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Fast, transparent calculations of first and second-order automatic differentiation
branch: master

README

``ad`` Package Documentation
============================

Overview
--------

The ``ad`` package allows you to **easily** and **transparently** perform 
**first and second-order automatic differentiation**. Advanced math 
involving trigonometric, logarithmic, hyperbolic, etc. functions can also 
be evaluated directly using the ``admath`` sub-module. 

**All base numeric types are supported** (``int``, ``float``, ``complex``, 
etc.). This package is designed so that the underlying numeric types will 
interact with each other *as they normally do* when performing any 
calculations. Thus, this package acts more like a "wrapper" that simply helps 
keep track of derivatives while **maintaining the original functionality** of 
the numeric calculations.

From the Wikipedia entry on `Automatic differentiation`_ (AD):

    "AD exploits the fact that every computer program, no matter how 
    complicated, executes a sequence of elementary arithmetic operations 
    (addition, subtraction, multiplication, division, etc.) and elementary 
    functions (exp, log, sin, cos, etc.). By applying the chain rule 
    repeatedly to these operations, derivatives of arbitrary order can be 
    computed automatically, and accurate to working precision."

See the `package documentation`_ for details and examples.

.. image:: https://travis-ci.org/tisimst/ad.png?branch=master

Basic examples
--------------

Let's start with the main import that all numbers use to track derivatives::

    >>> from ad import adnumber

Creating AD objects (either a scalar or an N-dimensional array is acceptable)::

    >>> x = adnumber(2.0)
    >>> x
    ad(2.0)

    >>> y = adnumber([1, 2, 3])
    >>> y
    [ad(1), ad(2), ad(3)]

    >>> z = adnumber(3, tag='z')  # tags can help track variables
    >>> z
    ad(3, z)

Now for some math::

    >>> square = x**2
    >>> square
    ad(4.0)

    >>> sum_value = sum(y)
    >>> sum_value
    ad(6)

    >>> w = x*z**2
    >>> w
    ad(18.0)

Using more advanced math functions like those in the standard `math`_ 
and `cmath`_ modules::

    >>> from ad.admath import *  # sin, cos, log, exp, sqrt, etc.
    >>> sin(1 + x**2)
    ad(-0.9589242746631385)

Calculating derivatives (evaluated at the given input values)::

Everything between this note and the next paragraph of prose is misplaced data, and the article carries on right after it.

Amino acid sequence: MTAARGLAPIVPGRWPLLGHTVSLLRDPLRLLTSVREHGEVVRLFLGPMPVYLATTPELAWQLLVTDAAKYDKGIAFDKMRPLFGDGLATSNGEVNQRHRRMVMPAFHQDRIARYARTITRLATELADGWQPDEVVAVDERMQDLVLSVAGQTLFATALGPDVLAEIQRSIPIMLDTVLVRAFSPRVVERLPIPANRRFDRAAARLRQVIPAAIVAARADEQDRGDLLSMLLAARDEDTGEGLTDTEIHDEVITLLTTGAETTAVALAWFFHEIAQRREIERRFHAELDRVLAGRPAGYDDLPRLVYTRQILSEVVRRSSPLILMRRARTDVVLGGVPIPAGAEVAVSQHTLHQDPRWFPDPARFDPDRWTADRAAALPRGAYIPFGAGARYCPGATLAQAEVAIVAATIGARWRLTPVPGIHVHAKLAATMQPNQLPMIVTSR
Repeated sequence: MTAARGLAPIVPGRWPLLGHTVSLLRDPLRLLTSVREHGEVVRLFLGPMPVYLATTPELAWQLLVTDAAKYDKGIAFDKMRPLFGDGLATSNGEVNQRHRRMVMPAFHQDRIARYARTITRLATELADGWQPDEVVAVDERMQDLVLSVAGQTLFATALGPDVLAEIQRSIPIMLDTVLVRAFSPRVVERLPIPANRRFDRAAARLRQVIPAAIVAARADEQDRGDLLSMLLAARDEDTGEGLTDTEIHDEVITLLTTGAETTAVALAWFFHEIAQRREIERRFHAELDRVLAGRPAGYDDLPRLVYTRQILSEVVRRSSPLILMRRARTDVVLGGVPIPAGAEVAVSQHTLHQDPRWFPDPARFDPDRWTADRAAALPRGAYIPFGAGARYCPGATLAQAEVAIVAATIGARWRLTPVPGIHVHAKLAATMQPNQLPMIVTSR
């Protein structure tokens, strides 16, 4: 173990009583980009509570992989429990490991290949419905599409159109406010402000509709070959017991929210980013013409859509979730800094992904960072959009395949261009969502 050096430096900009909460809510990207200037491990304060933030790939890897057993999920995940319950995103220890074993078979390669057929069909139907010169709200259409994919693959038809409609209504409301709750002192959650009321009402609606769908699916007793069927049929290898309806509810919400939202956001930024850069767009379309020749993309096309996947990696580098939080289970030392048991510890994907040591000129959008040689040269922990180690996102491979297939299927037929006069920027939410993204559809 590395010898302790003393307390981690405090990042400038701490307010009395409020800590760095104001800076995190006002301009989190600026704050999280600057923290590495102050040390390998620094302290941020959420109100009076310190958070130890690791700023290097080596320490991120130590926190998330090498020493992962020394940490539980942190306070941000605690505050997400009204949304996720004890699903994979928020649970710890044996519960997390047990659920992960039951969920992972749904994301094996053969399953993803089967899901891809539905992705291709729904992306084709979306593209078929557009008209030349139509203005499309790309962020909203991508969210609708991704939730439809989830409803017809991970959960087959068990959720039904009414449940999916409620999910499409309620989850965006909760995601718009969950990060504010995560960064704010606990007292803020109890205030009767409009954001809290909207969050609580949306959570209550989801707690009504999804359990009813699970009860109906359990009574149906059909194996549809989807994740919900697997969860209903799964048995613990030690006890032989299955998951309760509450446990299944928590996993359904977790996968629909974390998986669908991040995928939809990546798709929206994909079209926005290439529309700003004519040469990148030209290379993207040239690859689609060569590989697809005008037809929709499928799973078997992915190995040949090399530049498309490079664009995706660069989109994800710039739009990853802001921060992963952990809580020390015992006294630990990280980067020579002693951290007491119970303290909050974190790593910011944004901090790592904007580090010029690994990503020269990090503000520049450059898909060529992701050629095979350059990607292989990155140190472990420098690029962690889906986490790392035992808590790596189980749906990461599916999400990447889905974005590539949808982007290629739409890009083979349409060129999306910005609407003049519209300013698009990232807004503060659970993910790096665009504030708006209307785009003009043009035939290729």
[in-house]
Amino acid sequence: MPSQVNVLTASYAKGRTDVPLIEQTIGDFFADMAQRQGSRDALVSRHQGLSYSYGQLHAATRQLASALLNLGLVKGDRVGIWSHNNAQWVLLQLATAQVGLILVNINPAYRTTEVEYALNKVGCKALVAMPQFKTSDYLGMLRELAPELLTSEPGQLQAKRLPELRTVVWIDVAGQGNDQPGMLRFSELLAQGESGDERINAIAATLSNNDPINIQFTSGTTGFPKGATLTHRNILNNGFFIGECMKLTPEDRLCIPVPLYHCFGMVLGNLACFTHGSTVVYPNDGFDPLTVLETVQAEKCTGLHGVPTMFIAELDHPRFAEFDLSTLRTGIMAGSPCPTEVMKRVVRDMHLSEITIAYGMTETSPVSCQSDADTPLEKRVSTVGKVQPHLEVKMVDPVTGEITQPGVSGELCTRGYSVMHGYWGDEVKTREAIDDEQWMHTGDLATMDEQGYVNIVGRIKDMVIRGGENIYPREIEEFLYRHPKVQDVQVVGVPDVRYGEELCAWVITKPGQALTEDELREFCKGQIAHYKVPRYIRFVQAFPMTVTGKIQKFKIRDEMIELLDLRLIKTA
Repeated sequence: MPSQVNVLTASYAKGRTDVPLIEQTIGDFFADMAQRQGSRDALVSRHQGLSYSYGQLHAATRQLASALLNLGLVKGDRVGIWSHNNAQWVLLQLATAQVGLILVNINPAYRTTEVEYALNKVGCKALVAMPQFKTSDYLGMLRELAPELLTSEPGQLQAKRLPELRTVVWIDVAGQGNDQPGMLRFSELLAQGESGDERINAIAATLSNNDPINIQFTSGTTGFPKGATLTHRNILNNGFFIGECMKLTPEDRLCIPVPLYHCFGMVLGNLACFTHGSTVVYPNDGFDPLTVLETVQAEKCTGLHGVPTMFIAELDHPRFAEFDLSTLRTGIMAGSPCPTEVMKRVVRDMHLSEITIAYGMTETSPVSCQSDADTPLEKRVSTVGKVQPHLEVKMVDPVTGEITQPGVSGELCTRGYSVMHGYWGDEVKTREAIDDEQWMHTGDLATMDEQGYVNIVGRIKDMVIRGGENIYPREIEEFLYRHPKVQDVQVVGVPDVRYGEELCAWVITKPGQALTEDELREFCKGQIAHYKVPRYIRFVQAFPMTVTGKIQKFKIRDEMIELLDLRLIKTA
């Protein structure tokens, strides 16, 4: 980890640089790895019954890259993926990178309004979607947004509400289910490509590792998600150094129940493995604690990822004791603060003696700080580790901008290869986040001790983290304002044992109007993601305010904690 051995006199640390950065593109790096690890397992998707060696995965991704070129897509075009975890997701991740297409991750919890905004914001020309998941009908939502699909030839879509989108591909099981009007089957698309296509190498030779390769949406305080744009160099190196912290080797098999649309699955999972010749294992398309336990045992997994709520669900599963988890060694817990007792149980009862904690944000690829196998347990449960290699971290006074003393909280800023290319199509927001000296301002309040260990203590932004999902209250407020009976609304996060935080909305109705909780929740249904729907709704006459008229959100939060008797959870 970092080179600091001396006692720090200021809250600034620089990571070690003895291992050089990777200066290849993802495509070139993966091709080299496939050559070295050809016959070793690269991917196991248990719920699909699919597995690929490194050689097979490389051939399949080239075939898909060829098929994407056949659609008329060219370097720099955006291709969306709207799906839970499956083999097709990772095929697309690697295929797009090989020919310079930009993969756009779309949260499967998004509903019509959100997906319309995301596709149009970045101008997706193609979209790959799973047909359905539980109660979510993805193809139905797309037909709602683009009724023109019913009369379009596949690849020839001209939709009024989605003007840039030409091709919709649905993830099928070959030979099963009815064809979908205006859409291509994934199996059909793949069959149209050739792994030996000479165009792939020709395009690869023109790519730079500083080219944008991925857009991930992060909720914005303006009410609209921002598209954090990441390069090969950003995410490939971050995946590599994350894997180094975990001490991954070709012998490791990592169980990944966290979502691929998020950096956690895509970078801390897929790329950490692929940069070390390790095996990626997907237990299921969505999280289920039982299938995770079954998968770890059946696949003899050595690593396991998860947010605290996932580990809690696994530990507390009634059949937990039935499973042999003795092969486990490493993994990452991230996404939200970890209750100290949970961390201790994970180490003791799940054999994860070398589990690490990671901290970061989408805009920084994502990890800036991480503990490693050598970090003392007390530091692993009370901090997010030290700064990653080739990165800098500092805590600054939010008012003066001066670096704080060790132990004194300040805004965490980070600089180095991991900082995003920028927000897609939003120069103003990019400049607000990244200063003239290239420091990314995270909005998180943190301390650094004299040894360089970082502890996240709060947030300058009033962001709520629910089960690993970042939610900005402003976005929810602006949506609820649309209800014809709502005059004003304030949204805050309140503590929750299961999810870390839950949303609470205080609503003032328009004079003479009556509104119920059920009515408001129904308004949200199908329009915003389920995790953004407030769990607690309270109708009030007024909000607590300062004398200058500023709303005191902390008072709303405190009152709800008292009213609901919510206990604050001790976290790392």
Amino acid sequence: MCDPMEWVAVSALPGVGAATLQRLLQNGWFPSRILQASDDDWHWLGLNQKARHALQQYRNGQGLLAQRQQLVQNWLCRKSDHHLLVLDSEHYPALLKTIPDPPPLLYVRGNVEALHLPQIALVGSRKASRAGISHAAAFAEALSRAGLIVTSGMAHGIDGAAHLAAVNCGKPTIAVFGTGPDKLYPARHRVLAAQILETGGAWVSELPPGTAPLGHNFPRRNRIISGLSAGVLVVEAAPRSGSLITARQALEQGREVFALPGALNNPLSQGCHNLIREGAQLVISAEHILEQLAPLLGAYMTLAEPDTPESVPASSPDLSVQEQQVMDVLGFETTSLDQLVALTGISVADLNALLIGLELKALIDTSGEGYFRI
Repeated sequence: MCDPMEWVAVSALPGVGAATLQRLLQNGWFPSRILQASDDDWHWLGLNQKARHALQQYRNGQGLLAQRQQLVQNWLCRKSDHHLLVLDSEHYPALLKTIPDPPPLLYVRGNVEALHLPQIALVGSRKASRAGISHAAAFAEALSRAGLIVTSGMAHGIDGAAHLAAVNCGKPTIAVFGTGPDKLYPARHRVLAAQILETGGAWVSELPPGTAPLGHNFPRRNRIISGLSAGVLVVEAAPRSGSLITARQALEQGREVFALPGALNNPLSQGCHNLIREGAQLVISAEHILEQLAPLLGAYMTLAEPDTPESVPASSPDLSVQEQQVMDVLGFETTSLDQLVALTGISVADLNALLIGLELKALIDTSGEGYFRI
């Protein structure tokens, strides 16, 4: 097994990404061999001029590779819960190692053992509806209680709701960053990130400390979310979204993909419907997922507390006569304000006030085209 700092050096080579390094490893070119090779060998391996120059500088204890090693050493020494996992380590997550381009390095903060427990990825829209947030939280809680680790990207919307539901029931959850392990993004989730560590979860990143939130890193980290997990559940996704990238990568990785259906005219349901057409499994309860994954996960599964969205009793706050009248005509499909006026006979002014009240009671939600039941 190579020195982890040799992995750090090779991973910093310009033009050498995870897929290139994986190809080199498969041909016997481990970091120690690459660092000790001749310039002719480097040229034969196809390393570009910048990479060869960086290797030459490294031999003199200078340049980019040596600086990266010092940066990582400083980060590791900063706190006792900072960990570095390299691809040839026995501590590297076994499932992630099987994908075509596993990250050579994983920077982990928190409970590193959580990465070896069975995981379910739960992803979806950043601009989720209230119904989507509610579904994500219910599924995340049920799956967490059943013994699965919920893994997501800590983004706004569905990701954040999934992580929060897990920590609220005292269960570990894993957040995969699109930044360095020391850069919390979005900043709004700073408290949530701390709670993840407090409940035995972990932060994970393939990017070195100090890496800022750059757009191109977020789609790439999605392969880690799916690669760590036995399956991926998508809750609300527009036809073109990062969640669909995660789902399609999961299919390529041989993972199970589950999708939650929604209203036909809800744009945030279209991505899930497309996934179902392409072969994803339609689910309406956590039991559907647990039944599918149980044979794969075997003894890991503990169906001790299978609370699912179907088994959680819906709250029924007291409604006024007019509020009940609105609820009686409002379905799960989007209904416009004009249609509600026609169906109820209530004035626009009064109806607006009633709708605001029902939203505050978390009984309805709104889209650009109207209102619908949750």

>>> square.d(x)  # get the first derivative wrt x
    4.0

    >>> square.d2(x)  # get the second derivative wrt x
    2.0

    >>> z.d(x)  # returns zero if the derivative doesn't exist
    0.0

    >>> w.d2c(x, z)  # second cross-derivatives, order doesn't matter
    6.0

    >>> w.d2c(z, z)  # equivalent to "w.d2(z)"
    4.0
    
    >>> w.d()  # a dict of all relevant derivatives shown if no input
    {ad(2.0): 9.0, ad(3, z): 12.0}

Some convenience functions (useful in optimization)::

    >>> w.gradient([x, z])  # show the gradient in the order given
    [9.0, 12.0]

    >>> w.hessian([x, z])
    [[0.0, 6.0], [6.0, 4.0]]
    
    >>> sum_value.gradient(y)  # works well with input arrays
    [1.0, 1.0, 1.0]
    
    # multiple dependents, multiple independents, first derivatives
    >>> from ad import jacobian
    >>> jacobian([w, square], [x, z])
    [[9.0, 12.0], [4.0, 0.0]]

Working with `NumPy`_ arrays (many functions should work out-of-the-box)::

    >>> import numpy as np
    >>> arr = np.array([1, 2, 3])
    >>> a = adnumber(arr)

    >>> a.sum()
    ad(6)

    >>> a.max()
    ad(3)

    >>> a.mean()
    ad(2.0)

    >>> a.var()  # array variance
    ad(0.6666666666666666)

    >>> print sqrt(a)  # vectorized operations supported with ad operators
    [ad(1.0) ad(1.4142135623730951) ad(1.7320508075688772)]

Interfacing with `scipy.optimize`_
----------------------------------

To make it easier to work with the `scipy.optimize`_ module, there's a 
**convenient way to wrap functions** that will generate appropriate gradient
and hessian functions::

    >>> from ad import gh  # the gradient and hessian function generator